The Retirement Services Industry traditionally has been a slow adopter of information technology solutions. While the transition from VISIO Calc to next generation systems was gradual, the retirement industry has been stuck there for long time with those yester year proprietary and legacy systems which indeed are like white elephants from a continued maintenance expense perspective. However, recent spate of regulations and increasing pressure for bringing in efficiencies in operation and administration, has led to a bit of shake out of the retirement services industry. Current generation pension plan sponsors and participants are also demanding better tailored products and services for more seamless operations, faster response, increased transparency and flexibility.
To address the challenges posed by evolving markets, plan providers have tried to incorporate reforms to their existing legacy and proprietary systems, which are at best modest superficial customizations which cost a lot and increase the inefficiencies in the long term. A few providers have hired programmers to build software applications and a few others have bought software packages to support the business needs – in a phased manner. These modest workaround systems not only take significant effort to integrate, but also require frequent manual interventions. The efficacy of these disparate business applications that were built in-house and acquired over years depends on how well they are integrated with each other. Indeed, such workaround systems cannot act as firm platforms for new capabilities and growth. They fail to address the challenges of scalability, cost effectiveness and business objectives and end up compromising on performance front.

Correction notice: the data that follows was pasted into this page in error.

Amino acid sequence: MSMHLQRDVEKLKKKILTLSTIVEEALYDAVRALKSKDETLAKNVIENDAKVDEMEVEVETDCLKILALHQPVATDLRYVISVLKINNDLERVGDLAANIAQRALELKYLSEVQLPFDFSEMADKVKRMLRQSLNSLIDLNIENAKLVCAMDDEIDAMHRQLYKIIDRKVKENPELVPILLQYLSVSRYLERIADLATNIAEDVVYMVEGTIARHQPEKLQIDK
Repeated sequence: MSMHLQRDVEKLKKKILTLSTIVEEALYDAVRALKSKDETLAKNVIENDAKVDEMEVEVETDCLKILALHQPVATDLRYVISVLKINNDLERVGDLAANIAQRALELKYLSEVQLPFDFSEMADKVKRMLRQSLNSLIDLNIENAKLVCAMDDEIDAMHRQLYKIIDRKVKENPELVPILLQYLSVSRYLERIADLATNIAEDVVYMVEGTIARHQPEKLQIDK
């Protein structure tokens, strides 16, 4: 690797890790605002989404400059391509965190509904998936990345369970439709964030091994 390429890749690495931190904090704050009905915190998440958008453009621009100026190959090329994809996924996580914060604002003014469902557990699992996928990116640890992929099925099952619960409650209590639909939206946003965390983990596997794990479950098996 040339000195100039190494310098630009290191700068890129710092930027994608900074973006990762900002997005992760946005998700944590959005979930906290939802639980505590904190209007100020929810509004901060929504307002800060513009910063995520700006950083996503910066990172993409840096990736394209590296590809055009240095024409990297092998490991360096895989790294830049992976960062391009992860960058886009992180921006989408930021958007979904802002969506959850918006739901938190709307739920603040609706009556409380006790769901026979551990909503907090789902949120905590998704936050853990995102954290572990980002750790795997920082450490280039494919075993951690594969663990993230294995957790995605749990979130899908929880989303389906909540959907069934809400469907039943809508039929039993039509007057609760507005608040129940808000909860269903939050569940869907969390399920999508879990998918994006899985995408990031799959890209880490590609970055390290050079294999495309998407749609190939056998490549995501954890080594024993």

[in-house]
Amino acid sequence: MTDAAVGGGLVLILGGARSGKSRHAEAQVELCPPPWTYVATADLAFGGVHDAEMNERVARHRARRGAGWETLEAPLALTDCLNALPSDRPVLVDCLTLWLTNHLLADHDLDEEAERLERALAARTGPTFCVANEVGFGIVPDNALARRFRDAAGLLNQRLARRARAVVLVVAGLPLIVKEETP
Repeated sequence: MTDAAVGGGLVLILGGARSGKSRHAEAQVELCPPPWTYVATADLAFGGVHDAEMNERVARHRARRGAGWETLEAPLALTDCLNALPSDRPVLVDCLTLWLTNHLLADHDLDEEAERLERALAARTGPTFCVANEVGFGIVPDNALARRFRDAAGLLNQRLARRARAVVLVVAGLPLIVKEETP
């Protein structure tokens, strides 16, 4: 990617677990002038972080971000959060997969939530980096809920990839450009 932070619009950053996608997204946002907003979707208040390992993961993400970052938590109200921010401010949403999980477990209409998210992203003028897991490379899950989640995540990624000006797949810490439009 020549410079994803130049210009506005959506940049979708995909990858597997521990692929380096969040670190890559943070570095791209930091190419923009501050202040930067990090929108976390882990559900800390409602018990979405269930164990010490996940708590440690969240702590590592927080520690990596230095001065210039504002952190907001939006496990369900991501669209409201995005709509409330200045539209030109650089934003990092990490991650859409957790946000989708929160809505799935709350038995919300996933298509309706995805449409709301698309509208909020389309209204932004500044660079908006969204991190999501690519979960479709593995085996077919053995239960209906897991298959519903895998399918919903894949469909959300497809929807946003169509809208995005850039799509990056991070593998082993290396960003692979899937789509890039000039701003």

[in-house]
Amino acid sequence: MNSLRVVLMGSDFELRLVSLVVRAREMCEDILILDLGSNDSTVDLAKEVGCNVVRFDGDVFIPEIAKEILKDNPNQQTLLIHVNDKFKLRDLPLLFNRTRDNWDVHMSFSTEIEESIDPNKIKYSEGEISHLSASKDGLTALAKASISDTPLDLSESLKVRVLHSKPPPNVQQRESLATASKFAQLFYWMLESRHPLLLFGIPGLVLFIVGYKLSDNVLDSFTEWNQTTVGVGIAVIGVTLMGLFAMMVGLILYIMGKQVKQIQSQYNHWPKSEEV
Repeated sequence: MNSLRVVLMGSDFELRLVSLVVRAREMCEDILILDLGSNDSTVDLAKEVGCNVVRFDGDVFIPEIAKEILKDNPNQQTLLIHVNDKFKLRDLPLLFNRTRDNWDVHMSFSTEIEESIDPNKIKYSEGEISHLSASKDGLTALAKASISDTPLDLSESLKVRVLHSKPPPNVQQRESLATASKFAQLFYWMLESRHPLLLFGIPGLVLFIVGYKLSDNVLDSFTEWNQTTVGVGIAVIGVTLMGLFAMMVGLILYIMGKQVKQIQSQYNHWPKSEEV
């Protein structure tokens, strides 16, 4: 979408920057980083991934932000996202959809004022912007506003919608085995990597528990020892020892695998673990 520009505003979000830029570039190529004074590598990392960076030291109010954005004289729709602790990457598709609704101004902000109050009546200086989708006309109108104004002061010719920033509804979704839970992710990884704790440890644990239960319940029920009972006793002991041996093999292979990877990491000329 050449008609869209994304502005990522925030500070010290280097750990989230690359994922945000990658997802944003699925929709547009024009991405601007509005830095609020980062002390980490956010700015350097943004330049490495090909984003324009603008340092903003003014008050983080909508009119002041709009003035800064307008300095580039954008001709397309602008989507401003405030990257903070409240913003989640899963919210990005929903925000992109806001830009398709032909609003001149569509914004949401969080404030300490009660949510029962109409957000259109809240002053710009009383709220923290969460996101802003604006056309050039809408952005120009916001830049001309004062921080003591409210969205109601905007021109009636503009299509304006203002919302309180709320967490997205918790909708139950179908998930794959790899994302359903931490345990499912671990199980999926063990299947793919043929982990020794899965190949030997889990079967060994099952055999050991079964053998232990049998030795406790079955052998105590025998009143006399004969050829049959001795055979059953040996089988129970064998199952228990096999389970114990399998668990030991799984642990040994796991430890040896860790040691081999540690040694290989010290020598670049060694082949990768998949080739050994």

It is a hard fact to digest, that some plan provider organizations are spending 50-60% of their IT budget on maintenance of legacy and proprietary systems. At a time when regulatory bodies are exerting pressure on administrators to bring down costs, these ‘White Elephants’ exist in plan provider organizations in the form of money guzzling IT systems and outdated infrastructure. On the other hand plan providers are in no urgency to replace these legacy and proprietary systems, because the plan sponsors and participants end up feeding these “white elephants”. The maintenance costs of legacy systems are passed on to the plan sponsors and participants by the plan providers under smart camouflages. Replacing these systems with robust, scalable integrated platforms may well be the best way to reduce the complexity, cut the flab of legacy system maintenance and support business growth.
The pertinent question however is: ‘Who will drive the shift from Legacy Systems to modern integrated robust platforms with the plan provider organizations?’ Providers themselves or Plan Participants and Sponsors or the Regulatory Bodies? I believe that the onus is essentially on all the stakeholders. The regulatory bodies should impose more stringent policies on IT system standards in plan provider organizations and the plan-participants and sponsors should push their plan providers to replace the legacy / proprietary systems to bring down the technology costs. Technological advancements offered by new systems like service-oriented architecture, business rules engine, complex event processing, work flow management , and virtualization can help plan providers transform their business to unlock the potential of real time plan administration – opening up numerous opportunities for improving customer experience, back office efficiency, and analytics capabilities.